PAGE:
Brookline to remove Black Lives Matter sign from Town Hall
Select Board vote puts limits on signage
The Black Lives Matter sign has been displayed in front of Brookline Town Hall for more than three years as a symbol of racial justice. But soon it will be removed after town officials voted to limit signage on town property.
The new regulation, approved Dec. 5 by a unanimous vote from the five-member Brookline Select Board, clarifies the board’s role as the only body that can approve signs and other “expressive outdoor fixtures” like flags on town property.
The policy includes a timeline requiring that without specific approval, signage can only stay up for 30 days. Under this requirement, the policy will lead to the removal of the Black Lives Matter banner, which was first hung in 2020 following the murder of George Floyd.
Bernard Greene, a member of the Select Board, said it is time for the banner to come down.
“We made the point. The issue that it represents is still an issue that we recognize,” he said. “In our actions as a town, including efforts to protect communities that have been threatened because of their ethnicity, their race, or they’re LGBTQ, our responsibility is to protect them, and we do.”
The story about the town’s decision was first reported in Brookline.News.
Public discussions around the policy have been tied to the Black Lives Matter banner and, more recently, posters meant to bring attention to Israeli hostages following the attack by Hamas on Oct. 7 and the war that broke out in response.
Greene said the town’s talks about the regulation predate the Oct. 7 attacks and stem instead from a 2022 Supreme Court decision. Charles Carey, Brookline town administrator, said the work might have been informed by discussions around the banner and posters.
In that decision, Shurtleff v. City of Boston, the court found that the city’s rejection of a Christian flag on City Hall Plaza violated the First Amendment.
The new policy does not break any new ground. The Select Board already has authority over what signage can be hung on town property. Carey said the guidelines approved Dec. 5 instead provide clarification and bring attention to the issue.
Members of the town’s leadership said the policy isn’t about picking and choosing which voices are heard, but rather it is meant to be neutral.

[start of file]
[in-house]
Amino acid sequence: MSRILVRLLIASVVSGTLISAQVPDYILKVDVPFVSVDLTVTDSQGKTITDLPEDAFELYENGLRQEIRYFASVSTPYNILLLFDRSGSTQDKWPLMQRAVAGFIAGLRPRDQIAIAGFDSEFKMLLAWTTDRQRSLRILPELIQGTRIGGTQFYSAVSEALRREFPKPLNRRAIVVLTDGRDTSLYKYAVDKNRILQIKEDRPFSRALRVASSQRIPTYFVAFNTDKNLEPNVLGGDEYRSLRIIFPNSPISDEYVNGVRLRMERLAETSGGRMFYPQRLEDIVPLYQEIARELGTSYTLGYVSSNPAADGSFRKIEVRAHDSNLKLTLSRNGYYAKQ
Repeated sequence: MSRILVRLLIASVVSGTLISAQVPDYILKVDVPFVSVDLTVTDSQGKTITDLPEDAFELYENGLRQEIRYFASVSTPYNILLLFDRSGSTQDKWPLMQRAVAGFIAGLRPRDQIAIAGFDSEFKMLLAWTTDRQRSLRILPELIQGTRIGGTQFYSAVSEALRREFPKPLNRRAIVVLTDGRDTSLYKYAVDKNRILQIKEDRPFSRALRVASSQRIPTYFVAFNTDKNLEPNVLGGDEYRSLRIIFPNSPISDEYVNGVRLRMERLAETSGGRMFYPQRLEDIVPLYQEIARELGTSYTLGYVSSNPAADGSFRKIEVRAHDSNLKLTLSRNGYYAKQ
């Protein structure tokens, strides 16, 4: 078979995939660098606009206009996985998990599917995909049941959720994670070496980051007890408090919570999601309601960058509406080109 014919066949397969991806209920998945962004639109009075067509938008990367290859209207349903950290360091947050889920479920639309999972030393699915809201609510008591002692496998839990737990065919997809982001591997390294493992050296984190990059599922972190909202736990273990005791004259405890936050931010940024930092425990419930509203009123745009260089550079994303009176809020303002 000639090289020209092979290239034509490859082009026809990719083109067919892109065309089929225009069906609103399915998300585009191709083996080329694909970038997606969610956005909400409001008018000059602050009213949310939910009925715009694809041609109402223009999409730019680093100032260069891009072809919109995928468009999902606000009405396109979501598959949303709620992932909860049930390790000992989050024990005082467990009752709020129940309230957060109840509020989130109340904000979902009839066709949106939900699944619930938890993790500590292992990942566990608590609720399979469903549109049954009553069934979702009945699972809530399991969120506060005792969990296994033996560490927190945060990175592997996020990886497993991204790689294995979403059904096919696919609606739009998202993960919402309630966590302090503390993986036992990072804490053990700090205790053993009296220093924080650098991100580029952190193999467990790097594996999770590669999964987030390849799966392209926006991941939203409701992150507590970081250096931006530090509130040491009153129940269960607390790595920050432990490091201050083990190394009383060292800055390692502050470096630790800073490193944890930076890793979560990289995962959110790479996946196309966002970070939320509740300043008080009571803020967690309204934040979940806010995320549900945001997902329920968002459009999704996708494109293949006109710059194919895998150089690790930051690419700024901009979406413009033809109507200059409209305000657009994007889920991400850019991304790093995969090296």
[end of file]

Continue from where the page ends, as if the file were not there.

“We want to be very clear to the public that there is no discrimination on the basis of message,” Carey said.
In a statement at the Select Board’s meeting, following the approval of the policy, board member John VanScoyoc said the policy was intended to make sure hateful messages didn’t get put up and stay up on town property.
“This has all been an exercise in trying to craft a policy that makes sure individuals in the community can’t use town properties at their own discretion,” he said. “Only the Select Board, who are the elected officials of the town, can decide to use town properties for the furtherance of a message.”
Greene urged people who want to share a message to do so through signage on private property or through demonstrations, adding that town property should not serve as a bulletin board for people’s views.
“The point is that town property is not a place for that type of discussion or forum,” he said. “Our parks and our sidewalks … are public forums, and people can have demonstrations and carry signs with them on our sidewalks in our parks and other places, but even then, they can’t post signs on public property.”
The new policy allows for the Select Board to install signage and flags to express views supported by the town government. The policy exempts Brookline schools and their public libraries. It makes specific exceptions for informational fixtures from departments in the town government and flags that advertise or commemorate events and celebrations listed on the town calendar.
Though the Black Lives Matter banner is set to come down, it won’t be removed until early next year, due to logistics around its removal, Carey said.
“We don’t have the people power, necessarily, to …do the job the right way,” Carey said. “We don’t want to leave the yard looking [like] a mess.”
Greene said that symbols like the banner tend to lose meaning after a while.
“After 30 days, the message may be important, but putting the sign up becomes kind of meaningless,” Greene said, “and if that’s all we’re doing [then] that is the problem.”